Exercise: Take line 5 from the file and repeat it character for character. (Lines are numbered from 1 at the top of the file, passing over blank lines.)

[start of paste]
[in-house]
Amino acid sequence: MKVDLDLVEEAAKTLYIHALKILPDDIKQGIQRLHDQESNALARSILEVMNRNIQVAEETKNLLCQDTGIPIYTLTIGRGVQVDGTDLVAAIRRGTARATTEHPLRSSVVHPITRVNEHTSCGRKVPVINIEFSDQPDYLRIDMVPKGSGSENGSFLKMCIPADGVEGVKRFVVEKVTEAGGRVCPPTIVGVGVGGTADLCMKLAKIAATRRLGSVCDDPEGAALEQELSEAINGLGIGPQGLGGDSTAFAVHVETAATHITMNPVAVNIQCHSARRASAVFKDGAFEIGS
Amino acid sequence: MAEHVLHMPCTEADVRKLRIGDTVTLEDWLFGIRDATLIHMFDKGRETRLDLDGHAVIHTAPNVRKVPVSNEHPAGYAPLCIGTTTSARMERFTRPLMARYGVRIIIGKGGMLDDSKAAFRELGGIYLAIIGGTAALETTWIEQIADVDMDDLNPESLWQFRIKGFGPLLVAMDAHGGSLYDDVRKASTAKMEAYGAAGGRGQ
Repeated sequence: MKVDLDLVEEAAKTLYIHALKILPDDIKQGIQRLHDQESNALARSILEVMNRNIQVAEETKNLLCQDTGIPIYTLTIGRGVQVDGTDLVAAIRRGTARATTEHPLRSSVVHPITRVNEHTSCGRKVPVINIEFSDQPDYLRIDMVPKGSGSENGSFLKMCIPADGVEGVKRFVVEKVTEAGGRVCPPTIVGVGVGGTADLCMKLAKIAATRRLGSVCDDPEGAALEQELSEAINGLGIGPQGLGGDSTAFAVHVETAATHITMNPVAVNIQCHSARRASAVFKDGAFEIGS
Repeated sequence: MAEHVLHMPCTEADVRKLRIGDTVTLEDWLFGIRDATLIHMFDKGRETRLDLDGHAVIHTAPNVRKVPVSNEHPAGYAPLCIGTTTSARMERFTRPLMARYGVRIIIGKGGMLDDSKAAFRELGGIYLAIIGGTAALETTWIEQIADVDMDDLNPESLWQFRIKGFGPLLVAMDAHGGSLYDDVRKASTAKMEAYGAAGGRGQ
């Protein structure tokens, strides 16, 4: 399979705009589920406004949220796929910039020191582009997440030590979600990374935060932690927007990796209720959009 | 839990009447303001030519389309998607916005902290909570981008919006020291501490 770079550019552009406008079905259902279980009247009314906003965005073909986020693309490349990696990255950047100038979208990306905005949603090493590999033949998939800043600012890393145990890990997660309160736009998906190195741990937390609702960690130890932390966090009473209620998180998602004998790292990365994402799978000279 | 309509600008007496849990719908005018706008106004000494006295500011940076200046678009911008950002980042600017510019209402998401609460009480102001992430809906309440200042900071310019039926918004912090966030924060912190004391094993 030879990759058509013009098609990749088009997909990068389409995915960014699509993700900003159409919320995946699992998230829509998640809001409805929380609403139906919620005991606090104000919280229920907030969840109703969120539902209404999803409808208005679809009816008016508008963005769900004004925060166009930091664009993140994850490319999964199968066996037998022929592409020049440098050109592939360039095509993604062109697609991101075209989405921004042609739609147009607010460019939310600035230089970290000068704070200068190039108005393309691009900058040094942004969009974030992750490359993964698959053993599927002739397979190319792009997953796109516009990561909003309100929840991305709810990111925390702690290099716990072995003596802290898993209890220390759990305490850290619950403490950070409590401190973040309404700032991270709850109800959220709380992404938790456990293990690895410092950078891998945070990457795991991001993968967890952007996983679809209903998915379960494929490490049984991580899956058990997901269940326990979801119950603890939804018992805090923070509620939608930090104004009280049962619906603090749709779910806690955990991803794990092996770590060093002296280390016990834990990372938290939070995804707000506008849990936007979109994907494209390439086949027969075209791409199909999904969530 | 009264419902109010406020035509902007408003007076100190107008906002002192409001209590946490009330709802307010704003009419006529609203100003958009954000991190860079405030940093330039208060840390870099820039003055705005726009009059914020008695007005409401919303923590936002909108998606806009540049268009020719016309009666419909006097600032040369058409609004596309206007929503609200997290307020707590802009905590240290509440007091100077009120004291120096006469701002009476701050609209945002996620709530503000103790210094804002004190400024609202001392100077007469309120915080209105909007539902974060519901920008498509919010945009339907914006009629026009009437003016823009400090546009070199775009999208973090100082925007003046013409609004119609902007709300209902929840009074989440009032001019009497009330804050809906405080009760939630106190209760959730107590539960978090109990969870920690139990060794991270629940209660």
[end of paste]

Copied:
Repeated sequence: MAEHVLHMPCTEADVRKLRIGDTVTLEDWLFGIRDATLIHMFDKGRETRLDLDGHAVIHTAPNVRKVPVSNEHPAGYAPLCIGTTTSARMERFTRPLMARYGVRIIIGKGGMLDDSKAAFRELGGIYLAIIGGTAALETTWIEQIADVDMDDLNPESLWQFRIKGFGPLLVAMDAHGGSLYDDVRKASTAKMEAYGAAGGRGQ